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National Office
Release Date: 06/04/10
Contacts: Jeff Krauss , 202-912-7410  

BLM Law Enforcement Rangers Honored with Bravery Award

HENDERSON, Nev. – Four law enforcement rangers with the Bureau of Land Management will be recognized today by the Federal Law Enforcement Officers Association (FLEOA) during its national awards banquet in Henderson, Nev.  BLM rangers honored with the 2009 Bravery Award are Ranger Alexandra Burke, of the BLM-Montana/Dakotas Hiline District-Glasgow Field Office; Ranger Carman Prisco, of the BLM-Northern California District-Alturas Field Office; Ranger Bryn Elton, of the BLM-California Desert District-El Centro Field Office; and Chief Ranger Derek Anderson, of the BLM-California Palm Springs-South Coast Field Office.

“Our law enforcement rangers are highly skilled and resourceful individuals who are called on to protect millions of remote acres managed within the National System of Public Lands,” said Mike Pool, BLM Deputy Director of Operations.  “When our rangers are honored with this kind of award, it is confirmation to me that we have some of the best and brightest working to protect our nation’s natural, cultural, and historic resources.”

In January 2009, Ranger Burke and Border Patrol Agent Phil Wright tracked down a lone suspect after he shot and killed one person and wounded two others in a northeastern Montana town.  Burke shot and killed the suspect after he ran from behind a tree and attempted to attack her with a knife.  Burke also received a National Association of Police Officers “Top Cop” award last month for her actions related to this incident.

In June 2009, Rangers Carman Prisco and Bryn Elton were forced to make a split-second decision to protect themselves and three other officers, while investigating a large marijuana cultivation site on public lands in Lassen County, California.  After a deadly exchange of fire with two suspects using high-powered assault rifles, Prisco and Elton were able to disarm and handcuff both suspects – one of which was killed while firing on the officers – clear the area, and radio for help for a downed officer.  Prisco has also been selected as the 2010 Field Training Officer of the Year and will receive that award later this month at the National Association of Field Training Officers national conference in Denver.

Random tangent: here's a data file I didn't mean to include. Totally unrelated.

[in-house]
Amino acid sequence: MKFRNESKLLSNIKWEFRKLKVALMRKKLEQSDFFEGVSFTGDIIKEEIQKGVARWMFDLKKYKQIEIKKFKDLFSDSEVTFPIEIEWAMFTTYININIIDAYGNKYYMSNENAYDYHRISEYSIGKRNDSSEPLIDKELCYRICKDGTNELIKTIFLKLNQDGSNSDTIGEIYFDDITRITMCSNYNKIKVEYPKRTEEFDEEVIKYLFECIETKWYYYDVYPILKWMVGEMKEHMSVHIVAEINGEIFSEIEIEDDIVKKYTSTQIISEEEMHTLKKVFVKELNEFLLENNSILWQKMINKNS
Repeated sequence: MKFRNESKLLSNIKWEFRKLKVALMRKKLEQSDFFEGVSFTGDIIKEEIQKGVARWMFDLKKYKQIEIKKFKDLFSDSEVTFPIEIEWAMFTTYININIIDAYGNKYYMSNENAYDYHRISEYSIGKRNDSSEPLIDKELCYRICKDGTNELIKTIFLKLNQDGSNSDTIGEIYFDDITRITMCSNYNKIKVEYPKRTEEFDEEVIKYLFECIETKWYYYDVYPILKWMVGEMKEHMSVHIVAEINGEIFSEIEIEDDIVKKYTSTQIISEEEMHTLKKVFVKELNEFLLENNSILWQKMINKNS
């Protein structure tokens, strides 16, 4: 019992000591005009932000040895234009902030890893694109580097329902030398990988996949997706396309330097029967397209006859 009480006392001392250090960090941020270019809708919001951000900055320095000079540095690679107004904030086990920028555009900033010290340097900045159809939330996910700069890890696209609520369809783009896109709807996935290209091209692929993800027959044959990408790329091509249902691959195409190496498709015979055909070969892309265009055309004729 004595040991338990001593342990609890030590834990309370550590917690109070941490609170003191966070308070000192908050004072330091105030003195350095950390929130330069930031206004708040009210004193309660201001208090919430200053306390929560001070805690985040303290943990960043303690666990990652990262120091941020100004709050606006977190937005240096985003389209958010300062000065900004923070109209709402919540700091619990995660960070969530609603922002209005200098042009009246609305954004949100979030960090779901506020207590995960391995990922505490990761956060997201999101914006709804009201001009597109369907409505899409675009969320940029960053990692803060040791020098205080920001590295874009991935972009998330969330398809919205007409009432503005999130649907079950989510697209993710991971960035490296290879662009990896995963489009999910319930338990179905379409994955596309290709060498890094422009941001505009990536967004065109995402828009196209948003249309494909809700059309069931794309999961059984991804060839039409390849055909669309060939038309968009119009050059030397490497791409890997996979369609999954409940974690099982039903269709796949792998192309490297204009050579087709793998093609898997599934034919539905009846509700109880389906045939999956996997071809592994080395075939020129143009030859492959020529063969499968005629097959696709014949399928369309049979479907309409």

While Ranger Derek Anderson made his rounds, on a cold January day as then-park ranger for the National Park Service, he conducted a citizen wellness check in a remote parking lot and ended up fighting for his own life.  Before Anderson could initiate radio communications, the subject forced a series of violent struggles between the two.  After finally escaping the unruly subject, who was now charging with the ranger’s own baton and ignoring orders to stop, Anderson was forced to fire his weapon, killing the subject.

“As the urban interface encroaches on nearby public lands, so too does urban crime,” said William Woody, Director of the BLM Office of Law Enforcement and Security.  “Our rangers, trained to protect public land resources and the safety of both our employees and the public, are often called upon to work closely with state and local deputies on increasingly serious crime activity occurring on the public lands.”

Learn more about the BLM’s Office of Law Enforcement and Security at (select “What We Do,” then “Law Enforcement”).

The BLM manages more than 245 million acres of public land, the most of any Federal agency. This land, known as the National System of Public Lands, is primarily located in 12 Western states, including Alaska. The BLM also administers 700 million acres of sub-surface mineral estate throughout the nation. The BLM's mission is to sustain the health, diversity, and productivity of America’s public lands for the use and enjoyment of present and future generations. In Fiscal Year 2015, the BLM generated $4.1 billion in receipts from activities occurring on public lands.

Last updated: 06-04-2010